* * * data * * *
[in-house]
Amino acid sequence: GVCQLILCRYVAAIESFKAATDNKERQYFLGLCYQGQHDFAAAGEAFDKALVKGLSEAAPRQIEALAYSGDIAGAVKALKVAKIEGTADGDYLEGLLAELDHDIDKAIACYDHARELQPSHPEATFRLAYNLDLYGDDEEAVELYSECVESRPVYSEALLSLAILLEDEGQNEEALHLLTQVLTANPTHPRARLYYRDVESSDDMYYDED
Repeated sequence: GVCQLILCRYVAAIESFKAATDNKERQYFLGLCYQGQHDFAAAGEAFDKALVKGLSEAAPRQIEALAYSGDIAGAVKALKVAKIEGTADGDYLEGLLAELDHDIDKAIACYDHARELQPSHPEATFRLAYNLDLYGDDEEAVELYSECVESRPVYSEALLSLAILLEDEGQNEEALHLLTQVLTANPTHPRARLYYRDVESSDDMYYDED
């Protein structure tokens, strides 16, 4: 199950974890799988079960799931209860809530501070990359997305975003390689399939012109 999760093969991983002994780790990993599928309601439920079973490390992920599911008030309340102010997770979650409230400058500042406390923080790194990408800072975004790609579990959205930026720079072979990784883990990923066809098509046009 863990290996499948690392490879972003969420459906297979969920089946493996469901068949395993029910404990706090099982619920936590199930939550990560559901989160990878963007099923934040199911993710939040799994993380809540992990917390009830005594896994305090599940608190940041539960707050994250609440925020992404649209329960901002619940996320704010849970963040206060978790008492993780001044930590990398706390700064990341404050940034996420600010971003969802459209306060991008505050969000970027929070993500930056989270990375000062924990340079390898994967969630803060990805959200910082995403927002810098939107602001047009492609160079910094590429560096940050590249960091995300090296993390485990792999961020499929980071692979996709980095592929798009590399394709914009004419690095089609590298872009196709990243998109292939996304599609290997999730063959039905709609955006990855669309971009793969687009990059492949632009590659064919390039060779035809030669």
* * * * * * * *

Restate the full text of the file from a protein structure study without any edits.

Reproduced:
[in-house]
Amino acid sequence: GVCQLILCRYVAAIESFKAATDNKERQYFLGLCYQGQHDFAAAGEAFDKALVKGLSEAAPRQIEALAYSGDIAGAVKALKVAKIEGTADGDYLEGLLAELDHDIDKAIACYDHARELQPSHPEATFRLAYNLDLYGDDEEAVELYSECVESRPVYSEALLSLAILLEDEGQNEEALHLLTQVLTANPTHPRARLYYRDVESSDDMYYDED
Repeated sequence: GVCQLILCRYVAAIESFKAATDNKERQYFLGLCYQGQHDFAAAGEAFDKALVKGLSEAAPRQIEALAYSGDIAGAVKALKVAKIEGTADGDYLEGLLAELDHDIDKAIACYDHARELQPSHPEATFRLAYNLDLYGDDEEAVELYSECVESRPVYSEALLSLAILLEDEGQNEEALHLLTQVLTANPTHPRARLYYRDVESSDDMYYDED
């Protein structure tokens, strides 16, 4: 199950974890799988079960799931209860809530501070990359997305975003390689399939012109 999760093969991983002994780790990993599928309601439920079973490390992920599911008030309340102010997770979650409230400058500042406390923080790194990408800072975004790609579990959205930026720079072979990784883990990923066809098509046009 863990290996499948690392490879972003969420459906297979969920089946493996469901068949395993029910404990706090099982619920936590199930939550990560559901989160990878963007099923934040199911993710939040799994993380809540992990917390009830005594896994305090599940608190940041539960707050994250609440925020992404649209329960901002619940996320704010849970963040206060978790008492993780001044930590990398706390700064990341404050940034996420600010971003969802459209306060991008505050969000970027929070993500930056989270990375000062924990340079390898994967969630803060990805959200910082995403927002810098939107602001047009492609160079910094590429560096940050590249960091995300090296993390485990792999961020499929980071692979996709980095592929798009590399394709914009004419690095089609590298872009196709990243998109292939996304599609290997999730063959039905709609955006990855669309971009793969687009990059492949632009590659064919390039060779035809030669």